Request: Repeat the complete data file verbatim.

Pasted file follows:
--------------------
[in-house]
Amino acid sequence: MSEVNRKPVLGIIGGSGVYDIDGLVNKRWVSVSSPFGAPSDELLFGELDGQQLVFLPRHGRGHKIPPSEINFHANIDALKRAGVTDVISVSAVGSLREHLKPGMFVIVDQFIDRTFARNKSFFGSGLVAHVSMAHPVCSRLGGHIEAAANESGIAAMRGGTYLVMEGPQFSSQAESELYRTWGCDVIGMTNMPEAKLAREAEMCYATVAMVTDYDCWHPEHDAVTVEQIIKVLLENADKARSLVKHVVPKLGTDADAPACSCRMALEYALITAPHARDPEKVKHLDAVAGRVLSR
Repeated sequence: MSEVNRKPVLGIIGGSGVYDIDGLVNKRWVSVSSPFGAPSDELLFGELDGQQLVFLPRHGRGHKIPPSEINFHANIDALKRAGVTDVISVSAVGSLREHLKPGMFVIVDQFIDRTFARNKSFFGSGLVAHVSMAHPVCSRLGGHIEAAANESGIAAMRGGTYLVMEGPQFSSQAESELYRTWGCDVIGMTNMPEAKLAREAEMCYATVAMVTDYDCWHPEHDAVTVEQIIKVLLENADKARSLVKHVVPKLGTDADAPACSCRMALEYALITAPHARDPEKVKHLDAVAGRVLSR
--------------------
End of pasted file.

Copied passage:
[in-house]
Amino acid sequence: MSEVNRKPVLGIIGGSGVYDIDGLVNKRWVSVSSPFGAPSDELLFGELDGQQLVFLPRHGRGHKIPPSEINFHANIDALKRAGVTDVISVSAVGSLREHLKPGMFVIVDQFIDRTFARNKSFFGSGLVAHVSMAHPVCSRLGGHIEAAANESGIAAMRGGTYLVMEGPQFSSQAESELYRTWGCDVIGMTNMPEAKLAREAEMCYATVAMVTDYDCWHPEHDAVTVEQIIKVLLENADKARSLVKHVVPKLGTDADAPACSCRMALEYALITAPHARDPEKVKHLDAVAGRVLSR
Repeated sequence: MSEVNRKPVLGIIGGSGVYDIDGLVNKRWVSVSSPFGAPSDELLFGELDGQQLVFLPRHGRGHKIPPSEINFHANIDALKRAGVTDVISVSAVGSLREHLKPGMFVIVDQFIDRTFARNKSFFGSGLVAHVSMAHPVCSRLGGHIEAAANESGIAAMRGGTYLVMEGPQFSSQAESELYRTWGCDVIGMTNMPEAKLAREAEMCYATVAMVTDYDCWHPEHDAVTVEQIIKVLLENADKARSLVKHVVPKLGTDADAPACSCRMALEYALITAPHARDPEKVKHLDAVAGRVLSR